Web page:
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Problem 19 Hard Difficulty

The rate of change of atmospheric pressure $ P $ with respect to altitude $ h $ is proportional to $ P, $ provided that the temperature is constant. At $ 15^o C $ the pressure is $ 101.3 kPa $ at sea level and $ 87.14 kPa $ at $ h = 1000 m. $
(a) What is the pressure at an altitude of $ 3000 m? $
(b) What is the pressure at the top of Mount McKinley, at an altitude of $ 6187 m? $


a) $64.5 \mathrm{kPa}$
b) $39.9 \mathrm{kPa}$

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Video Transcript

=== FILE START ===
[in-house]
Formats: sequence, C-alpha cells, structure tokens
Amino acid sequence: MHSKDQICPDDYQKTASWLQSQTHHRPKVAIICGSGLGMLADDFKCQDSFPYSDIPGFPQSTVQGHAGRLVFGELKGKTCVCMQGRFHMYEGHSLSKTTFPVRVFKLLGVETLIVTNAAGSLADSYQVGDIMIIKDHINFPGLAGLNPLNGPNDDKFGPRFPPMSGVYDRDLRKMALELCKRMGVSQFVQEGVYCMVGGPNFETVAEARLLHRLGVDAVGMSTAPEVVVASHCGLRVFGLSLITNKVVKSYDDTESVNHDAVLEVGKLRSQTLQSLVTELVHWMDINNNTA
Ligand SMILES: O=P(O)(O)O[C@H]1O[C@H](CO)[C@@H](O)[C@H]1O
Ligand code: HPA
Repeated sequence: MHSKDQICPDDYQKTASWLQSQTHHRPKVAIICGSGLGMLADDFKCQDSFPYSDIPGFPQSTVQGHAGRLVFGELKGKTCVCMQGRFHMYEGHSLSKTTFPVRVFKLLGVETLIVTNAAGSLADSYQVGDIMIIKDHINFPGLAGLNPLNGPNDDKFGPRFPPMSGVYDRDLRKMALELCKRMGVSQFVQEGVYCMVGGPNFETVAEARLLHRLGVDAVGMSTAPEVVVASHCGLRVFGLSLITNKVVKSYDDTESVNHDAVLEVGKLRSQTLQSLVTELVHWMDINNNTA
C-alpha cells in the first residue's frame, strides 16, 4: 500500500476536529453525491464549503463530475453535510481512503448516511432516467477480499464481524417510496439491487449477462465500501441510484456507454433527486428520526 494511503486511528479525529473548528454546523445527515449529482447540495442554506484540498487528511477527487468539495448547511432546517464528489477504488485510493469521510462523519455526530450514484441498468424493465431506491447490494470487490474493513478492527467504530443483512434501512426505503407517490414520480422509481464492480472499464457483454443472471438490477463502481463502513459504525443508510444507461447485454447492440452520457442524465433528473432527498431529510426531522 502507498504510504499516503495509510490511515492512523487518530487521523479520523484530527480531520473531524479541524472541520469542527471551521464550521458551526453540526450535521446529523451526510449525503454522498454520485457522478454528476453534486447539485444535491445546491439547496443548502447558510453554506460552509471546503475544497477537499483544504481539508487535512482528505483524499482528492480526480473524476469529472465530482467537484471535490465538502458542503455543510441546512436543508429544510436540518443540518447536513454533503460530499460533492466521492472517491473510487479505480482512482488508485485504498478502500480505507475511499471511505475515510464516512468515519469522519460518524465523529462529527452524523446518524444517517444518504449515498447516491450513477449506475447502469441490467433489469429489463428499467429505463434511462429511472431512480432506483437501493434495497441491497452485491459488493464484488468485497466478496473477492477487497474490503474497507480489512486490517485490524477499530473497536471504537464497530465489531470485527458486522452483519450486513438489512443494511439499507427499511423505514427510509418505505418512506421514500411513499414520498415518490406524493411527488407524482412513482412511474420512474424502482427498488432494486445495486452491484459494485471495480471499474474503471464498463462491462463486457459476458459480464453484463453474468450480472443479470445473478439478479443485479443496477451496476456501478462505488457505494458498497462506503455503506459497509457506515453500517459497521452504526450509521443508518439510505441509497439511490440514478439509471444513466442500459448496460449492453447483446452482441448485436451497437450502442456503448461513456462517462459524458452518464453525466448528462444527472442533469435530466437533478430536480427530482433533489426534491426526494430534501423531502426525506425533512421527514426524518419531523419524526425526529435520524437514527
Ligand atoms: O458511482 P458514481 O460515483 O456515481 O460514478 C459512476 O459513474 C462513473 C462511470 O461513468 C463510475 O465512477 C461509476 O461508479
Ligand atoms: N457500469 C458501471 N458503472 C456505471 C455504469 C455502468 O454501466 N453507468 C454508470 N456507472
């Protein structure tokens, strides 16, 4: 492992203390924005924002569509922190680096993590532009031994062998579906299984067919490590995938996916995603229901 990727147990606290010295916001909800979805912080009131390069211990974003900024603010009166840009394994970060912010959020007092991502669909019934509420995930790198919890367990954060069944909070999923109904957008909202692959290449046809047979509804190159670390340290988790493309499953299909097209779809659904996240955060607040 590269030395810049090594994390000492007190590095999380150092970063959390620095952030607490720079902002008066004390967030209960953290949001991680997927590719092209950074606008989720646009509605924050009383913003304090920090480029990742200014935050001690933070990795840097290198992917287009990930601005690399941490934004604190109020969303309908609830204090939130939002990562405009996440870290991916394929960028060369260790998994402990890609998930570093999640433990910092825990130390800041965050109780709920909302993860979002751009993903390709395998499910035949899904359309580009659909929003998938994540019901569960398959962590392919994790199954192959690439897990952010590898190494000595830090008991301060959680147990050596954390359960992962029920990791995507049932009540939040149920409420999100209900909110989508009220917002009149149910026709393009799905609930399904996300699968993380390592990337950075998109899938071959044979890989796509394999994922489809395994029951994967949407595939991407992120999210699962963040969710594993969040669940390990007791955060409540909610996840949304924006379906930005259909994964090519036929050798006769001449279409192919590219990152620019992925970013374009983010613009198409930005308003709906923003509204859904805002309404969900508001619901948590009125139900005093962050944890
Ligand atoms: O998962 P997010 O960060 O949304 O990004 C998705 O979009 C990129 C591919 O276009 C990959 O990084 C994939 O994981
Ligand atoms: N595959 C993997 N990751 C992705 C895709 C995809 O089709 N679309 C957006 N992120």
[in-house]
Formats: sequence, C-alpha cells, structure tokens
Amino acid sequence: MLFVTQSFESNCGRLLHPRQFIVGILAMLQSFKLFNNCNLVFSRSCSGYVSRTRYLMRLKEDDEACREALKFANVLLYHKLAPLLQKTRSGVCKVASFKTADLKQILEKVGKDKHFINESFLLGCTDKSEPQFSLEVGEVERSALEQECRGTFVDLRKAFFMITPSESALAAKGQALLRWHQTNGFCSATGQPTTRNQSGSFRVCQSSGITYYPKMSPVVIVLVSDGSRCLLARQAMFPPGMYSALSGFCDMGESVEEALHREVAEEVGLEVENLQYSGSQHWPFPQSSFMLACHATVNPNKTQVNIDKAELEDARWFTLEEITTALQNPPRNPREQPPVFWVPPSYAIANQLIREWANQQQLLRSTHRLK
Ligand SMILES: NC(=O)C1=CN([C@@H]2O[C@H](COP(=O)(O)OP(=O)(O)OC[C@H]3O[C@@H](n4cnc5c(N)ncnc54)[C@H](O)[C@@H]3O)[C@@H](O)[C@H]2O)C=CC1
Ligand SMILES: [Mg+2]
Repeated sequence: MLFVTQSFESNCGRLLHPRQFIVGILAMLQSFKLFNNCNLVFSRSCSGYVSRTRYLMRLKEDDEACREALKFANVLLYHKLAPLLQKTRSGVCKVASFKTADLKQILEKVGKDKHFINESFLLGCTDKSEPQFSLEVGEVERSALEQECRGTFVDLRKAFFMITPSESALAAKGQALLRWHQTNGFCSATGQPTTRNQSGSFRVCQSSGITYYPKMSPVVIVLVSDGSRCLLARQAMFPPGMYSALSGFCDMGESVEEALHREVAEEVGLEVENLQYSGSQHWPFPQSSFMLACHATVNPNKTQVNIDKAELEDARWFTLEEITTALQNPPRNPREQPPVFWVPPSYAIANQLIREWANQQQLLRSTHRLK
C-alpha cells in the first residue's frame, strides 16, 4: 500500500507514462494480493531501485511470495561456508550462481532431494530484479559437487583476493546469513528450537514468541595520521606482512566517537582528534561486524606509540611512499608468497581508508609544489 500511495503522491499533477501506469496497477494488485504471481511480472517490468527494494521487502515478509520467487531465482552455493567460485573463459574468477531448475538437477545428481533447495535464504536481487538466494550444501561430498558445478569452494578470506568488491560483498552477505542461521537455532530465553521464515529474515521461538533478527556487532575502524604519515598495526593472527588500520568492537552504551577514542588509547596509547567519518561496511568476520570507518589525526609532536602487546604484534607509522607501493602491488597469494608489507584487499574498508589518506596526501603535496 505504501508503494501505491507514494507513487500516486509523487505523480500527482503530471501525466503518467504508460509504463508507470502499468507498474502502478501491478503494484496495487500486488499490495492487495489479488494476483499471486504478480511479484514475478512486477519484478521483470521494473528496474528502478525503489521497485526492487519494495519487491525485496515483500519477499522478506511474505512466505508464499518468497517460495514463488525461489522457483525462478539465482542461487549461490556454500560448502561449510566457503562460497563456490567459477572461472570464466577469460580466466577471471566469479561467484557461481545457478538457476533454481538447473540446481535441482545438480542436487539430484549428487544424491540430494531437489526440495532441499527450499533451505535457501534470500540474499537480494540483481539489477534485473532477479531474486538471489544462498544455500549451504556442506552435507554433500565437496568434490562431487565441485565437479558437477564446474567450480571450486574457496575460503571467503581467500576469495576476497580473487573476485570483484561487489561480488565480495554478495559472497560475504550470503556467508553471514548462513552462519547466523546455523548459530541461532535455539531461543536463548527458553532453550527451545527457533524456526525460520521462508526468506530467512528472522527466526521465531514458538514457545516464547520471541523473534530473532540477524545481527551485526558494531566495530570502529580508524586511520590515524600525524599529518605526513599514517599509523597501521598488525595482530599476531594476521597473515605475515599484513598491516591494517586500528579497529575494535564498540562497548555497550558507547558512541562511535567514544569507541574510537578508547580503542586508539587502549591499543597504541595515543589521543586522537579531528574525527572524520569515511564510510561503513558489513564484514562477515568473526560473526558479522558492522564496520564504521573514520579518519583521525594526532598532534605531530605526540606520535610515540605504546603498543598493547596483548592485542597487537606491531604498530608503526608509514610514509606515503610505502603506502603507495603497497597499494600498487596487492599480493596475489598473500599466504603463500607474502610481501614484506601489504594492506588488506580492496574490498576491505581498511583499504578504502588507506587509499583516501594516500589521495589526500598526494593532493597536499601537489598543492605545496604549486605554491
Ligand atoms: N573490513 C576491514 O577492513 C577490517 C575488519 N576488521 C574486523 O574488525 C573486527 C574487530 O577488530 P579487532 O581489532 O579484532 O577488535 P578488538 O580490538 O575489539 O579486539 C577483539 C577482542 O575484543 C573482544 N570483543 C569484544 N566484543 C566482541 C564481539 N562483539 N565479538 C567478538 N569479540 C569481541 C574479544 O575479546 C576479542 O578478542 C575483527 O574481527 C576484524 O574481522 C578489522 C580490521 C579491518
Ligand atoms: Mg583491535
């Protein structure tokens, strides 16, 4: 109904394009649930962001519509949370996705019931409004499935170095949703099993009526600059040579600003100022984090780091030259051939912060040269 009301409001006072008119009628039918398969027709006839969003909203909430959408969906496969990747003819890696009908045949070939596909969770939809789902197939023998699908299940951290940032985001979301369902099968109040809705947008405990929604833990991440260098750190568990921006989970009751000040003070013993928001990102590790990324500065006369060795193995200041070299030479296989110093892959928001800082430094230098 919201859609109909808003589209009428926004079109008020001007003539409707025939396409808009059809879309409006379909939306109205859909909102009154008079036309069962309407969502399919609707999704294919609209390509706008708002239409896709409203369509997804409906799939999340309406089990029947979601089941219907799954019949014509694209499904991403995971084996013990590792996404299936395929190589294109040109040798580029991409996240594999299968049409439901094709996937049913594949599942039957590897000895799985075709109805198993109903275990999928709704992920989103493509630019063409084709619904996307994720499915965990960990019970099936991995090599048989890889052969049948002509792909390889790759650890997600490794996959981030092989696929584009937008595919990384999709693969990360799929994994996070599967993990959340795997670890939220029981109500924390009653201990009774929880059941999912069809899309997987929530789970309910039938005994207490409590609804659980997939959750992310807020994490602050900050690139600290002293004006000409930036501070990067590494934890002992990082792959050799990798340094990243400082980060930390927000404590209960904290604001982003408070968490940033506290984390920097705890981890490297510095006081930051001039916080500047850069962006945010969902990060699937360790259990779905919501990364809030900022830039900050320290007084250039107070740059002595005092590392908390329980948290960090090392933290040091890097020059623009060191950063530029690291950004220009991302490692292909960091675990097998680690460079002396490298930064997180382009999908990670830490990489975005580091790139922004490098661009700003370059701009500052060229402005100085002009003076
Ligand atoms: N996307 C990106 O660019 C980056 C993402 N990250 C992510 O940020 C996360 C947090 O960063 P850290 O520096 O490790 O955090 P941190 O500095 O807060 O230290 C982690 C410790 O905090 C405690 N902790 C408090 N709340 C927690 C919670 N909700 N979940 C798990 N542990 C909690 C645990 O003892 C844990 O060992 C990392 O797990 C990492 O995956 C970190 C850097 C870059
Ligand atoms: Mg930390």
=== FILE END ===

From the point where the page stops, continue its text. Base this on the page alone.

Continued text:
in this problem. We're told that the rate of change of the atmospheric pressure with respect to altitude, which we would describe as D p. D. H is proportional to pee and is proportional. The P means it equals some constant K Times peak. And whenever we have a relationship like this, what we've seen in this lesson is that it translates to the exponential growth and decay equation, which would be P equals p, not times e to the k times h so we can use this equation to solve the problem. In addition to the initial conditions that were given. We're told that at a height of zero, the pressure is 101.3 Killer Pascal's and we're told that at a height of 1000 meters, the pressure is 87.14 Killer Pascal's. So let's use that information and find the value of K. All right, so we're going to substitute 87.14 in for the final pressure and 101.3 and for the initial pressure and will substitute 1000 in for the height and we'll solve this for K, so we'll divide both sides by one a 1.3, and as a fraction that ratio is going to simplify to be 4357 over 5065. So that equals E to the 1000 K. Then we take the natural log on both sides, and then we divide both sides by 1000 and will have the value of K. All right, now, this is not a very user friendly, user friendly number. It's around negative 1.5 times 10 to the negative fourth. So what I decided to do is store this in my calculator so that I don't use any so that I don't lose any accuracy when I go to use it again. All right, so now we want to use that value in our model, and our model is P equals one. A 1.3. The initial pressure at zero degrees of altitude, times E to the K. I'm just gonna call it K. For now, we know the number, but I don't want to write that number every time. So K times h. So let's use that model to do parts A and B. So for party were finding the pressure at an altitude of 3000 meters. So we substitute 3000. And for H, we're going to use the K value that was stored. Put that in the calculator and we get approximately 64.48 killing Pascal's. Now. The book answer is very close. They have 64.59 could be that a rounded value was used to get the book answer rather than the exact value that I used. So I suspect that mine might be slightly more accurate because I didn't round anything. Now we're gonna go on to Part B and we're doing the same thing. But we're finding the altitude. We're finding the pressure at an altitude of 6187 meters, and that would be the top of Mount McKinley. So we substitute 6187 in for the height. Use your stored value of K, put that in the calculator and we get approximately 39.91 Killer Pascal's of pressure and the book has 40.5 again, probably just a rounding thing